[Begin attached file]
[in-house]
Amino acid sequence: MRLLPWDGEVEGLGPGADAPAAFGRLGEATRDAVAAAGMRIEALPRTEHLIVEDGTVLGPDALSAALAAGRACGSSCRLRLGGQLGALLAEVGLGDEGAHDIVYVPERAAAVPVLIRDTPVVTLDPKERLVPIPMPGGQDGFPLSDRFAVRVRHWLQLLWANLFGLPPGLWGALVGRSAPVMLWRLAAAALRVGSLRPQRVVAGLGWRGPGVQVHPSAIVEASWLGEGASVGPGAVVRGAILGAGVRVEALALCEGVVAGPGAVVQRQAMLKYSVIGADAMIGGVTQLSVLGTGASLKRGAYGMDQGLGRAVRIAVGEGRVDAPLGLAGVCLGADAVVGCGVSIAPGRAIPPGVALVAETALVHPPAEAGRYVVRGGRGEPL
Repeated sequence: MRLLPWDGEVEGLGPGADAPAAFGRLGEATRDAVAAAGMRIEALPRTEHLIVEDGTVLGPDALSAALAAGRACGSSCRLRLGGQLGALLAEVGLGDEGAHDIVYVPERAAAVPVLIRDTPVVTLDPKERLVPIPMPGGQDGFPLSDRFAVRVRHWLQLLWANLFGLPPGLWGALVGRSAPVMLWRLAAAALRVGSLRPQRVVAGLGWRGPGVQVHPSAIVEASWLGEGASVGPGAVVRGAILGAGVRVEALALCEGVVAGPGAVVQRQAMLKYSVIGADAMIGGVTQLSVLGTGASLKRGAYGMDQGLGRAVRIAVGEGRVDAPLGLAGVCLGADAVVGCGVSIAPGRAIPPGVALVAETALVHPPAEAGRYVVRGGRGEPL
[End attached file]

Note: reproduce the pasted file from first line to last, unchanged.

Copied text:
[in-house]
Amino acid sequence: MRLLPWDGEVEGLGPGADAPAAFGRLGEATRDAVAAAGMRIEALPRTEHLIVEDGTVLGPDALSAALAAGRACGSSCRLRLGGQLGALLAEVGLGDEGAHDIVYVPERAAAVPVLIRDTPVVTLDPKERLVPIPMPGGQDGFPLSDRFAVRVRHWLQLLWANLFGLPPGLWGALVGRSAPVMLWRLAAAALRVGSLRPQRVVAGLGWRGPGVQVHPSAIVEASWLGEGASVGPGAVVRGAILGAGVRVEALALCEGVVAGPGAVVQRQAMLKYSVIGADAMIGGVTQLSVLGTGASLKRGAYGMDQGLGRAVRIAVGEGRVDAPLGLAGVCLGADAVVGCGVSIAPGRAIPPGVALVAETALVHPPAEAGRYVVRGGRGEPL
Repeated sequence: MRLLPWDGEVEGLGPGADAPAAFGRLGEATRDAVAAAGMRIEALPRTEHLIVEDGTVLGPDALSAALAAGRACGSSCRLRLGGQLGALLAEVGLGDEGAHDIVYVPERAAAVPVLIRDTPVVTLDPKERLVPIPMPGGQDGFPLSDRFAVRVRHWLQLLWANLFGLPPGLWGALVGRSAPVMLWRLAAAALRVGSLRPQRVVAGLGWRGPGVQVHPSAIVEASWLGEGASVGPGAVVRGAILGAGVRVEALALCEGVVAGPGAVVQRQAMLKYSVIGADAMIGGVTQLSVLGTGASLKRGAYGMDQGLGRAVRIAVGEGRVDAPLGLAGVCLGADAVVGCGVSIAPGRAIPPGVALVAETALVHPPAEAGRYVVRGGRGEPL